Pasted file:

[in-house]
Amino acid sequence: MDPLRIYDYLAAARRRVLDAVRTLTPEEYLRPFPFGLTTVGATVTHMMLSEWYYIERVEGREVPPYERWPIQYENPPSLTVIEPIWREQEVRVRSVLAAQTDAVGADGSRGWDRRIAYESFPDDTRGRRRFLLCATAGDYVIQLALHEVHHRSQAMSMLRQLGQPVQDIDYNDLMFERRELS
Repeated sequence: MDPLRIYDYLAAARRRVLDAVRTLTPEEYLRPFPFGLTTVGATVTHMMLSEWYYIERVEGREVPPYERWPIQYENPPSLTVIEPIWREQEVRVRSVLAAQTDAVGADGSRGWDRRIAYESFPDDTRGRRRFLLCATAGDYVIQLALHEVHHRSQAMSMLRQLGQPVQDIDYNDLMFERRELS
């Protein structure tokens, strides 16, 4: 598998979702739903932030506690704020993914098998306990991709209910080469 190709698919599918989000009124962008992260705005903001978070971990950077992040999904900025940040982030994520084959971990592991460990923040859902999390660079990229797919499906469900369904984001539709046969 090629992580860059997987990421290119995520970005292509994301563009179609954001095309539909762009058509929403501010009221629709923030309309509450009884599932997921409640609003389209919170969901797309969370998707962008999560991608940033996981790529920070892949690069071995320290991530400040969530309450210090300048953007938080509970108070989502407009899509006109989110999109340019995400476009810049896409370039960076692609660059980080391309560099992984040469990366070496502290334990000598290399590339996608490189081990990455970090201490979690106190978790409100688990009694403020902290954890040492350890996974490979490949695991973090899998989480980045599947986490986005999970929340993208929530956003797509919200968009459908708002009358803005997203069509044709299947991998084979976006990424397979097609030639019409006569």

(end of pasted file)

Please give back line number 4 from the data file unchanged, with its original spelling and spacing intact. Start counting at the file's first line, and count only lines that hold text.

């Protein structure tokens, strides 16, 4: 598998979702739903932030506690704020993914098998306990991709209910080469 190709698919599918989000009124962008992260705005903001978070971990950077992040999904900025940040982030994520084959971990592991460990923040859902999390660079990229797919499906469900369904984001539709046969 090629992580860059997987990421290119995520970005292509994301563009179609954001095309539909762009058509929403501010009221629709923030309309509450009884599932997921409640609003389209919170969901797309969370998707962008999560991608940033996981790529920070892949690069071995320290991530400040969530309450210090300048953007938080509970108070989502407009899509006109989110999109340019995400476009810049896409370039960076692609660059980080391309560099992984040469990366070496502290334990000598290399590339996608490189081990990455970090201490979690106190978790409100688990009694403020902290954890040492350890996974490979490949695991973090899998989480980045599947986490986005999970929340993208929530956003797509919200968009459908708002009358803005997203069509044709299947991998084979976006990424397979097609030639019409006569």